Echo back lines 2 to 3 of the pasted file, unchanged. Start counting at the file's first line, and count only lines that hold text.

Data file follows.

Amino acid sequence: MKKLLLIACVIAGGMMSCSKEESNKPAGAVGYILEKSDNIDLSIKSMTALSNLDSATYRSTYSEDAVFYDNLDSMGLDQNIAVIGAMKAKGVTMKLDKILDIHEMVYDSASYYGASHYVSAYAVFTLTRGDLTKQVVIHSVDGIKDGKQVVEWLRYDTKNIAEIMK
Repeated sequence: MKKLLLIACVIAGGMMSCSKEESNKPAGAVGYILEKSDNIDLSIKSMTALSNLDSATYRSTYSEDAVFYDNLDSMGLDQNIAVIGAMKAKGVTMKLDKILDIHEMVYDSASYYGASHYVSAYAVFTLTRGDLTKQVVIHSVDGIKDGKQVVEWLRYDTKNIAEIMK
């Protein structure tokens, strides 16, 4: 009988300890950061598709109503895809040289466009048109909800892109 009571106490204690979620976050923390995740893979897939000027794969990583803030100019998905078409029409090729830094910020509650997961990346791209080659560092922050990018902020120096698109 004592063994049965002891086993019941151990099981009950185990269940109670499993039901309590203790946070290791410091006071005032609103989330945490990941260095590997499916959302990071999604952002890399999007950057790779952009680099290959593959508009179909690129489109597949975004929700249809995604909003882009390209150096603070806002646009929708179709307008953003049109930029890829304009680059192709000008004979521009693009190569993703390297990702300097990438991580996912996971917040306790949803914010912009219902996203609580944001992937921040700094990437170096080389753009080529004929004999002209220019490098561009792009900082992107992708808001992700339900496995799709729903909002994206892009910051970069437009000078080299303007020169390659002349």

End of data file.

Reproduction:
Repeated sequence: MKKLLLIACVIAGGMMSCSKEESNKPAGAVGYILEKSDNIDLSIKSMTALSNLDSATYRSTYSEDAVFYDNLDSMGLDQNIAVIGAMKAKGVTMKLDKILDIHEMVYDSASYYGASHYVSAYAVFTLTRGDLTKQVVIHSVDGIKDGKQVVEWLRYDTKNIAEIMK
């Protein structure tokens, strides 16, 4: 009988300890950061598709109503895809040289466009048109909800892109 009571106490204690979620976050923390995740893979897939000027794969990583803030100019998905078409029409090729830094910020509650997961990346791209080659560092922050990018902020120096698109 004592063994049965002891086993019941151990099981009950185990269940109670499993039901309590203790946070290791410091006071005032609103989330945490990941260095590997499916959302990071999604952002890399999007950057790779952009680099290959593959508009179909690129489109597949975004929700249809995604909003882009390209150096603070806002646009929708179709307008953003049109930029890829304009680059192709000008004979521009693009190569993703390297990702300097990438991580996912996971917040306790949803914010912009219902996203609580944001992937921040700094990437170096080389753009080529004929004999002209220019490098561009792009900082992107992708808001992700339900496995799709729903909002994206892009910051970069437009000078080299303007020169390659002349």